Opioid Street Names
By The Recovery Village
Editor Melissa Carmona
Last Updated: July 14, 2023
Opioid medications are often called by their street names. Knowing these nicknames can help you determine if a loved one is misusing opioids and prevent addiction from progressing.
Opioids are medications that can be prescribed by doctors to treat pain. Because of their highly addictive nature, prescription opioids are commonly misused and purchased illicitly under “street” names. People might call opioids by their “street” names or nicknames to hide their drug use. Familiarizing yourself with these nicknames can help you determine whether a loved one is abusing opioids.
Opioid Brand Names & Street Names
Opioid medications are often called by their street names when they’re abused. People might use an opioid’s street name to hide their drug use from others or purchase drugs illicitly. The following is a list of the commercial names and street names of commonly abused prescription opioids.
Commercial Names: Buprenorphine, Buprenex®, Suboxone®, Subutex®
- Stop Signs
Commercial Name: Codeine
- Captain Cody
- Purple Drank With gluteth- imide: Doors & Fours
- Pancakes and Syrup
Commercial Name: Codeine With Promethazine
- Purple Drank
Commercial Name: Fentanyl, Actiq, Duragesic, Sublimaze
- China Girl
- China White
- Dance Fever
- Murder 8
- Tango and Cash
Commercial Names: Hydrocodone, Vicodin®, Lortab®, Lorcet®
Commercial Names: Hydromorphone, Dilaudid®
- D, Dillies
- Juice, Smack
Commercial Names: Meperidine, Demerol®
- Pain Killer
Commercial Names: Methadone, Dolophine®, Methadose®
- Fizzies With MDMA: Chocolate Chip Cookies
Commercial Names: Morphine, Duramorph®, Roxanol®
- Miss Emma
- White Stuff
Commercial Names: Oxycodone, Oxycodone, OxyContin®, Percodan®, Percocet®
- Hillbilly Heroin
Commercial Names: Oxymorphone, Opana®
- Blue Heaven
- Mrs. O
- O Bomb
- Stop Signs
Commercial Names: Tapentadol, Nucynta, Nucynta ER
Commercial Names: Tramadol, Ultram®, Ultracet®
Street opioids are opioids that are not medically prescribed. They are used with the goal of getting “high.” People who already use prescription opioids might turn to street opioids because they tend to be cheaper, more potent and easily accessible. However, using street opioids can be unpredictable and dangerous. They are unregulated and can be mixed with potentially harmful substances. Some street opioids and their slang names include:
Commercial Name: Heroin
- Black Tar
- Black Pearl
- Black Paint
- Brown Crystal
- Brown Rhine
- China White
- El Diablo
- Hell Dust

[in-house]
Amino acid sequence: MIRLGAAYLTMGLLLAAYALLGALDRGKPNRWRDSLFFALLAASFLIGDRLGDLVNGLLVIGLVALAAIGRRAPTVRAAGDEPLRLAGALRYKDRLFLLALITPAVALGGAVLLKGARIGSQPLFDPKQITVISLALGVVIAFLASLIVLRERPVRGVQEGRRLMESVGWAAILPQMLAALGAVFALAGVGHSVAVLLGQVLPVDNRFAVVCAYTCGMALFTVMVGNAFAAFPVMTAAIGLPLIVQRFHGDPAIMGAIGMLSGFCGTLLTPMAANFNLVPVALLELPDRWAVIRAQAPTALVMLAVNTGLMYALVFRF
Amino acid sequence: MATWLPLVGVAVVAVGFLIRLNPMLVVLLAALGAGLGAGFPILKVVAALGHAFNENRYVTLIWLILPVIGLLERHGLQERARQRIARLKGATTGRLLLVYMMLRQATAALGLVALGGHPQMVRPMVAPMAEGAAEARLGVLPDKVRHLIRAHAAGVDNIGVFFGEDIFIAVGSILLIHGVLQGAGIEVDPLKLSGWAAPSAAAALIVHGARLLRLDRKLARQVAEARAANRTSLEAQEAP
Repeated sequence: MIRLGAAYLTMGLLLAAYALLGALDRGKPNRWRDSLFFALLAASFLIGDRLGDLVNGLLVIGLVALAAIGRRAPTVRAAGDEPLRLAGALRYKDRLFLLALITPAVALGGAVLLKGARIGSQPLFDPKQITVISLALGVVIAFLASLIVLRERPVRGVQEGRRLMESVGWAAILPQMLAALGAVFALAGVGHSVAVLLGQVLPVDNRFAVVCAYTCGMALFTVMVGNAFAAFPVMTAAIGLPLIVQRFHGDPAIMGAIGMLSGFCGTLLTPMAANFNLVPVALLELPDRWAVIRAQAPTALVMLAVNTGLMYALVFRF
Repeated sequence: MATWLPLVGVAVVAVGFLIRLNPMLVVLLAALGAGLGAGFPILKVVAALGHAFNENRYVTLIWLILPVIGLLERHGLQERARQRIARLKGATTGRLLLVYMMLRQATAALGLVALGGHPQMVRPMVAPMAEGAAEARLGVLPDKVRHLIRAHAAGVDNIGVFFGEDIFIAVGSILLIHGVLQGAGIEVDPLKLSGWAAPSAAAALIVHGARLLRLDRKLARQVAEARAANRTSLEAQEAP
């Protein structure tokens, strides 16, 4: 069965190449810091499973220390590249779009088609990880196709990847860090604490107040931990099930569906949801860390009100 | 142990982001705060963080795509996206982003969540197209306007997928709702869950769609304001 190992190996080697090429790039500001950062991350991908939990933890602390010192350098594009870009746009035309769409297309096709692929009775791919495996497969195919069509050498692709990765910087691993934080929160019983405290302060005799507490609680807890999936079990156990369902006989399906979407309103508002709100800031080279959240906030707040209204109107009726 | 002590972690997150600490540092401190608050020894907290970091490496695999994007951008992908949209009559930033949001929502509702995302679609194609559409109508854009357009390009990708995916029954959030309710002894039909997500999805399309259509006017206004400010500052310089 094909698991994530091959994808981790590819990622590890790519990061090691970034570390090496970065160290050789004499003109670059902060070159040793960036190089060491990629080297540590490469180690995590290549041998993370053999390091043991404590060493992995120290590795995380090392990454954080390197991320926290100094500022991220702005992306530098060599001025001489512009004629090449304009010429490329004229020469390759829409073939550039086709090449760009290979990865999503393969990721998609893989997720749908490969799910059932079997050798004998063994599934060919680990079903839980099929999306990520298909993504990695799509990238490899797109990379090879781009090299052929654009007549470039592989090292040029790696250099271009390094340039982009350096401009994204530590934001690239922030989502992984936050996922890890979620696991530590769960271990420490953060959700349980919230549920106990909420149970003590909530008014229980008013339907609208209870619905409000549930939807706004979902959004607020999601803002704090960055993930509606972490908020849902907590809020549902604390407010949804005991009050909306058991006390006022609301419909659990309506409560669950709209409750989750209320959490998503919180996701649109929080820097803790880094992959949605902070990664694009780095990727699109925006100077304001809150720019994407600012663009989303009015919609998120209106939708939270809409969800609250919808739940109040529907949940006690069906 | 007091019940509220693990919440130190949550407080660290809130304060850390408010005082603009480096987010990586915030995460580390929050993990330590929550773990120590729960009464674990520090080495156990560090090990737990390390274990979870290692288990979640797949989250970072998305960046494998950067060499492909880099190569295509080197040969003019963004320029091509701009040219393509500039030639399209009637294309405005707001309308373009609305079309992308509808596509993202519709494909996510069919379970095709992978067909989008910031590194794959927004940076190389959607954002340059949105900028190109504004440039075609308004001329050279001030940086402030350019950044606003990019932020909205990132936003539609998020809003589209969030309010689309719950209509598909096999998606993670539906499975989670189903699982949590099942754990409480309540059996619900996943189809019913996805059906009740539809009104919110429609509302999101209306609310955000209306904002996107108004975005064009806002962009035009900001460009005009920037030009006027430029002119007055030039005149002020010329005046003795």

- Mexican Mud
- Roofing Tar
Commercial Name: Cocaine With Heroin
Commercial Name: Black Tar Heroin
- Black Dragon
The Dangers of Opioid Abuse & Addiction
The misuse of opioids is dangerous and potentially life-threatening. Opioids are highly addictive, which can lead people to misuse them or seek out stronger forms of the substance, like heroin. Reportedly 80% of heroin users began their drug use by abusing prescription opioids.
Opioids are not only addictive but have serious side effects. Long-term use of heroin, for example, can consist of collapsed veins, abscesses, liver and kidney disease, and heart complications. In addition, opioids have a high overdose rate. Opioids slow down your breathing which can prevent the brain from receiving enough oxygen. This lack of oxygen, called hypoxia, can result in coma, brain damage, or death. According to the CDC, 75% of US overdose deaths in 2020 involved an opioid.
Get Help Today
Overcoming opioid addiction can be challenging, but you don’t have to do it alone. The Recovery Village Cherry Hill at Cooper offers a range of treatment options for opioid addiction, including medical detox, inpatient and outpatient care, aftercare, and dual diagnosis. Contact us today to learn more about our programs and take a step towards long-term recovery.
Our Recovery Advocates are ready to answer your questions about addiction treatment and help you start your recovery.
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Li, Zhengyi; et al. “Demystifying the Dark Web Opioid Trade: […]ngs and Forum Posts.” Journal of Medical Internet Research, February 2021. Accessed September 5, 2022.
National Institute of Health. “Opioids: Street & Commercial Names.” Accessed August 16, 2022.
Ohio Substance Abuse Monitoring Network. “Surveillance of Drug Abuse Trends in the State of Ohio.” June 2016-January 2017. Accessed September 5, 2022.
US Department of Justice. “Chasing the Black Dragon.” November 1992. Accessed September 5, 2022.
US Department of Justice. “DrugAlert Watch: Resurgence in Abuse of ‘Purple Drank’.” February 15, 2011. Accessed September 5, 2022.
Utah Department of Health. “Opioids.” Accessed September 5, 2022.
Medical Disclaimer: The Recovery Village aims to improve the quality of life for people struggling with a substance use or mental health disorder with fact-based content about the nature of behavioral health conditions, treatment options and their related outcomes. We publish material that is researched, cited, edited and reviewed by licensed medical professionals. The information we provide is not intended to be a substitute for professional medical advice, diagnosis or treatment. It should not be used in place of the advice of your physician or other qualified healthcare provider.